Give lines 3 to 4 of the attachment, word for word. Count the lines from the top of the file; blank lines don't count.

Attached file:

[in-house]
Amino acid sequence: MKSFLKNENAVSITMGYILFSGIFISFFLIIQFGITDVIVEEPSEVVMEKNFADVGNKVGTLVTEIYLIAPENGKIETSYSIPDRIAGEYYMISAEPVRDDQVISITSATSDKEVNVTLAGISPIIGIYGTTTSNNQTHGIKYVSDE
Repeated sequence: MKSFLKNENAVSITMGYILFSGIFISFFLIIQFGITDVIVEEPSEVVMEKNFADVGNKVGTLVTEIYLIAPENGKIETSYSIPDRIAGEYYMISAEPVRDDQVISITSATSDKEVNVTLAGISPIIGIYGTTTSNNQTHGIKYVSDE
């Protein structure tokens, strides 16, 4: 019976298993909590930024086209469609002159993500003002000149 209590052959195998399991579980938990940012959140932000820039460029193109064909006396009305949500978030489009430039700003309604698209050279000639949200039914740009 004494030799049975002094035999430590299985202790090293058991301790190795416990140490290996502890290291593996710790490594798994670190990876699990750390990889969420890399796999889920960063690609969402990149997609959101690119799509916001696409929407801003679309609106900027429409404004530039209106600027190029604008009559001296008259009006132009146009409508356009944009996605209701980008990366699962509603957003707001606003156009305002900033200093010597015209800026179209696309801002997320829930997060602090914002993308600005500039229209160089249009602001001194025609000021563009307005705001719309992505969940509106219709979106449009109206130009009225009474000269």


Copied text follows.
Repeated sequence: MKSFLKNENAVSITMGYILFSGIFISFFLIIQFGITDVIVEEPSEVVMEKNFADVGNKVGTLVTEIYLIAPENGKIETSYSIPDRIAGEYYMISAEPVRDDQVISITSATSDKEVNVTLAGISPIIGIYGTTTSNNQTHGIKYVSDE
């Protein structure tokens, strides 16, 4: 019976298993909590930024086209469609002159993500003002000149 209590052959195998399991579980938990940012959140932000820039460029193109064909006396009305949500978030489009430039700003309604698209050279000639949200039914740009 004494030799049975002094035999430590299985202790090293058991301790190795416990140490290996502890290291593996710790490594798994670190990876699990750390990889969420890399796999889920960063690609969402990149997609959101690119799509916001696409929407801003679309609106900027429409404004530039209106600027190029604008009559001296008259009006132009146009409508356009944009996605209701980008990366699962509603957003707001606003156009305002900033200093010597015209800026179209696309801002997320829930997060602090914002993308600005500039229209160089249009602001001194025609000021563009307005705001719309992505969940509106219709979106449009109206130009009225009474000269």